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5 of 5 people found the following review helpful By Dr. Morbius on April 15, 2012
Format: Blu-ray Verified Purchase
Jean Cocteau pulls out his usual bag of tricks to create a film that rivals his magnificent Beauty and the Beast (1946). Both films are masterpieces which deserve your undivided attention--especially on blu-ray where the blacks are black and the whites are white and mirrors are the doorways to unreality and back again in a gray-warp of unintentional mystery....Get it....
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17 of 22 people found the following review helpful By Dennis A. Amith (kndy) TOP 500 REVIEWERVINE VOICE on December 16, 2011
Format: Blu-ray
In French cinema, there are many filmmakers named Jean Renoir, Jean Vigo, Jean-Luc Godard, Jean-Pierre Melville, to name a few. But among these filmmakers who really never craved the spotlight was Jean Cocteau. A proud man with humility and creative talent that extends beyond cinema.

Before Cocteau was a playwright, a screenwriter, a director...he was one of the most prestigious, talented poets living in France.

At a young age, similar to Jean Vigo who suffered through pain throughout his childhood after the death of his father, Jean Cocteau lived a different life. Coming from a prominent family, like Vigo, at a young age, Jean Cocteau lost his father (who committed suicide).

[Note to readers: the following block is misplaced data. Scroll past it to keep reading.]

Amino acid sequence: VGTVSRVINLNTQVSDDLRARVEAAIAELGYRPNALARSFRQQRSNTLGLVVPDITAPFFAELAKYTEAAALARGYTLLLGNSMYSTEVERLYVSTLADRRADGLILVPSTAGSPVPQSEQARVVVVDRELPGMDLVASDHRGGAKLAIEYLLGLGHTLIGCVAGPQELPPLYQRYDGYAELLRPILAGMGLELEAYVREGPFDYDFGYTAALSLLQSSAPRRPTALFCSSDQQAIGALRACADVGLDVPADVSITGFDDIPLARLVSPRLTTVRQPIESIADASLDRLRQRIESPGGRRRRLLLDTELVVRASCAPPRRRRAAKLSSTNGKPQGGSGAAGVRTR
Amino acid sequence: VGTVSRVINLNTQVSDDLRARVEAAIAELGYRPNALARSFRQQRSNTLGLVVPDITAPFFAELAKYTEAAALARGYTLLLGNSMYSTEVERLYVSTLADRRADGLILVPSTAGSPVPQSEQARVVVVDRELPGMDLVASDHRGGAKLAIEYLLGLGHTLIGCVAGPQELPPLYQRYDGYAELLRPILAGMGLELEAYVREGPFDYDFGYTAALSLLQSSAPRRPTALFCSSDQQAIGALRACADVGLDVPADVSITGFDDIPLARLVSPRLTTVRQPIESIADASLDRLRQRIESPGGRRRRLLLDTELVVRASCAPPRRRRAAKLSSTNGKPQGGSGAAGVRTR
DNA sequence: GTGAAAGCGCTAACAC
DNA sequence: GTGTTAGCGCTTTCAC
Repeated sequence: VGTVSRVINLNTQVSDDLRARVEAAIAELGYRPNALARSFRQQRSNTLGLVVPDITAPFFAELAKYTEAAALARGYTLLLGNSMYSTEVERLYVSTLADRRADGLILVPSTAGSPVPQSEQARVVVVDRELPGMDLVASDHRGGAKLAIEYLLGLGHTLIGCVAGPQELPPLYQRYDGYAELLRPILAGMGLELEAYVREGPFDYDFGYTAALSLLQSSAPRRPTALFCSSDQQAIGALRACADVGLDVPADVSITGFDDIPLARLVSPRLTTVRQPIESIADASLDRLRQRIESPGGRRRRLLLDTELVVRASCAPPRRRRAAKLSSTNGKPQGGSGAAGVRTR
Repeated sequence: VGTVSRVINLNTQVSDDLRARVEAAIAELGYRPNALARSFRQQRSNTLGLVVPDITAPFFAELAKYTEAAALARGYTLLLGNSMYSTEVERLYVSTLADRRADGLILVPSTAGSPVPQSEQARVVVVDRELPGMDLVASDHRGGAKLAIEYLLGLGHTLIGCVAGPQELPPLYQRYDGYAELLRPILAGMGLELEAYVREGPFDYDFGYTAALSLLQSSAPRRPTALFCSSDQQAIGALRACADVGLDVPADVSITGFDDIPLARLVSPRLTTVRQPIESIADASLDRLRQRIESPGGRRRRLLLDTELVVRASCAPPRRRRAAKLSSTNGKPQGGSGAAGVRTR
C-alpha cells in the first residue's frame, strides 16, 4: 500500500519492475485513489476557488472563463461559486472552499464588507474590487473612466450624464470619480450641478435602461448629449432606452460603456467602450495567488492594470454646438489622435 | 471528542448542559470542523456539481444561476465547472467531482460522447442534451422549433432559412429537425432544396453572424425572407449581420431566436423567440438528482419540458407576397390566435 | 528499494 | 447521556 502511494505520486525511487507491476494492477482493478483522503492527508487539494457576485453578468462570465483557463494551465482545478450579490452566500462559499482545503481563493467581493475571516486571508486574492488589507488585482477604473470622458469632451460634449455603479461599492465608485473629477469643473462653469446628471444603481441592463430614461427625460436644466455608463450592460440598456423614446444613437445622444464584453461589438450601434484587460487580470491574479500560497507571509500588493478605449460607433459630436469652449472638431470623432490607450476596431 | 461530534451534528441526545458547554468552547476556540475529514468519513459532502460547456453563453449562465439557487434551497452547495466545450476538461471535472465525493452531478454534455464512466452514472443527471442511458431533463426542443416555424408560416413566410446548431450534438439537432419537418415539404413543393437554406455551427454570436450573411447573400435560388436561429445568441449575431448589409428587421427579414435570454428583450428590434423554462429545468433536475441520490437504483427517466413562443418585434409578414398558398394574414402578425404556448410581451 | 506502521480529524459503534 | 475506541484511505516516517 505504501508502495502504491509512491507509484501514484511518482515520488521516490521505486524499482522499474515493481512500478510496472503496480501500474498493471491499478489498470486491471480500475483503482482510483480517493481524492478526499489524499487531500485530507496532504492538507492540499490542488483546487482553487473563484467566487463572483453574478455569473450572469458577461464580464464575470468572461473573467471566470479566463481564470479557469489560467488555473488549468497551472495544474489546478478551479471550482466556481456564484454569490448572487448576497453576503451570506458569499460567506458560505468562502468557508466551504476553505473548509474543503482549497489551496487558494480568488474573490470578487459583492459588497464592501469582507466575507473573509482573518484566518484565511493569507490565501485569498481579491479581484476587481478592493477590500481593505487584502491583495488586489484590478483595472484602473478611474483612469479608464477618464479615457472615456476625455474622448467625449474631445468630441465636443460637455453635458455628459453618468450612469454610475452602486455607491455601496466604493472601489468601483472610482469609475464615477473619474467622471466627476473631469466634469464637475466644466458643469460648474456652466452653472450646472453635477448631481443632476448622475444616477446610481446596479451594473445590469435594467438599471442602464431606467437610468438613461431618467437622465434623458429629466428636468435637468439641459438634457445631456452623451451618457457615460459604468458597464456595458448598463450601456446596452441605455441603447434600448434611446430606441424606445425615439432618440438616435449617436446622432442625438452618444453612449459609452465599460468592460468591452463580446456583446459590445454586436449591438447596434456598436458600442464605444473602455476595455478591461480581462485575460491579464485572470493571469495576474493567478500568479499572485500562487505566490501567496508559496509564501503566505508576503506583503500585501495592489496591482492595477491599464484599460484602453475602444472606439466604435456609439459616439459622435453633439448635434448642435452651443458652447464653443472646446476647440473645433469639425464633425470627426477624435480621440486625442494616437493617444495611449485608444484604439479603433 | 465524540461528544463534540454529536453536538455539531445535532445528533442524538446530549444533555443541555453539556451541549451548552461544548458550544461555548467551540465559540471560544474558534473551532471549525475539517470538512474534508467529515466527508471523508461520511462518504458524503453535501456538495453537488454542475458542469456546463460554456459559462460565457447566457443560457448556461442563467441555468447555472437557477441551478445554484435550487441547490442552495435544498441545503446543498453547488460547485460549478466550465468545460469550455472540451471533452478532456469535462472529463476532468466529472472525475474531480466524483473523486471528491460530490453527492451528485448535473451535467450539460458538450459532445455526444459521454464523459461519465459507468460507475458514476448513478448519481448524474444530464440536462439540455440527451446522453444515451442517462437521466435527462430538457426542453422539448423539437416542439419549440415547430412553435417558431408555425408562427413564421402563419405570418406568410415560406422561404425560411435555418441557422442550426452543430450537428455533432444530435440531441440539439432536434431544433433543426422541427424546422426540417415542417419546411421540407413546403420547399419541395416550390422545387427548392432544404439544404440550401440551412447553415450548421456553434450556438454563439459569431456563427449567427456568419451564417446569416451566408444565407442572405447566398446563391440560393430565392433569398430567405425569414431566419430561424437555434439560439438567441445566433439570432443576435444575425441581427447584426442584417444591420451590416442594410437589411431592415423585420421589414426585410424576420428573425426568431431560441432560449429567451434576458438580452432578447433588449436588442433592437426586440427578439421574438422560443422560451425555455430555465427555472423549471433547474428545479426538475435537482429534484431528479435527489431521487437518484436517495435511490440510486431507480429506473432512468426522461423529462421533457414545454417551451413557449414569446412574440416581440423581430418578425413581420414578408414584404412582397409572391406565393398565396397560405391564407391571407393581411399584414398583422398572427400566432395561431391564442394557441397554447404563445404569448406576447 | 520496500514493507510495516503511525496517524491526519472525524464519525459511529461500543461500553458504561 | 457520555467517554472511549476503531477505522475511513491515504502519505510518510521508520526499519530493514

Where a filmmaker like Vigo had cinema at a young age to escape reality, Cocteau had poetry.

In fact, his first volume of poems titled "Aladdin's Lamp" was created at the age of 19 and would eventually become popular through his poetry.

But it was World War I which changed Cocteau. He would meet poet Guillaume Apollinaire, artist Pablo Picasso and Amedeo Modigliani and would later collaborate with many talents which include Russian choreographer Sergei Diaghilev, who persuaded the poet to write a scenario for his ballet "Parade" in 1917.

As one of the great poets, the introduction to writing for a ballet would lead him to writing and directing plays but also novels. Among the novels he is known for are "Les Enfants Terribles" (1929), "The Blood of the Poet" (1930), "Les Parents Terribles" (1948), "Beauty and the Beast" (1946) and "Orpheus" (1949).
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3 of 3 people found the following review helpful By Fred on February 3, 2012
Format: Blu-ray Verified Purchase
I hadn't seen this in years, I have it on VHS but don't have use of a VHS player(too lazy to hook it up, plus no HDMI output etc)... so it's strange to watch this now. Cocteau used his typically novel film techniques to the point of humor sometimes, but this movie exhibits a couple of his most famous scenes that shouldn't be missed by those who love film history. I won't even go into the story/theme why spoil it completely? If you like "art" films then check it out. Ultimately this is a romantic film in nature with Cocteau once again weaving an otherworldly spell of sorts upon the world of cinema. 5 stars simply because it is unique for those who have patience.
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3 of 3 people found the following review helpful By john on March 9, 2013
Format: DVD Verified Purchase
Showed it to my 15 year old daughter who thought it was "really cool", so do I.The Criterion collection version is clear and the sound is probably the best it gets for monoaural. The interview special with Lacan gives insight into this creative genius. The special effects for a film made in 1950 are innovative and original. No one was doing movies like this back then.Orpheus is an excellent choice of subject. I was originally introduced and entranced 25 years ago on some midnight foriegn movie station. I was able to watch other French classics, Le Boucher & Breathless. For a kid from south Louisiana it opened up new vistas.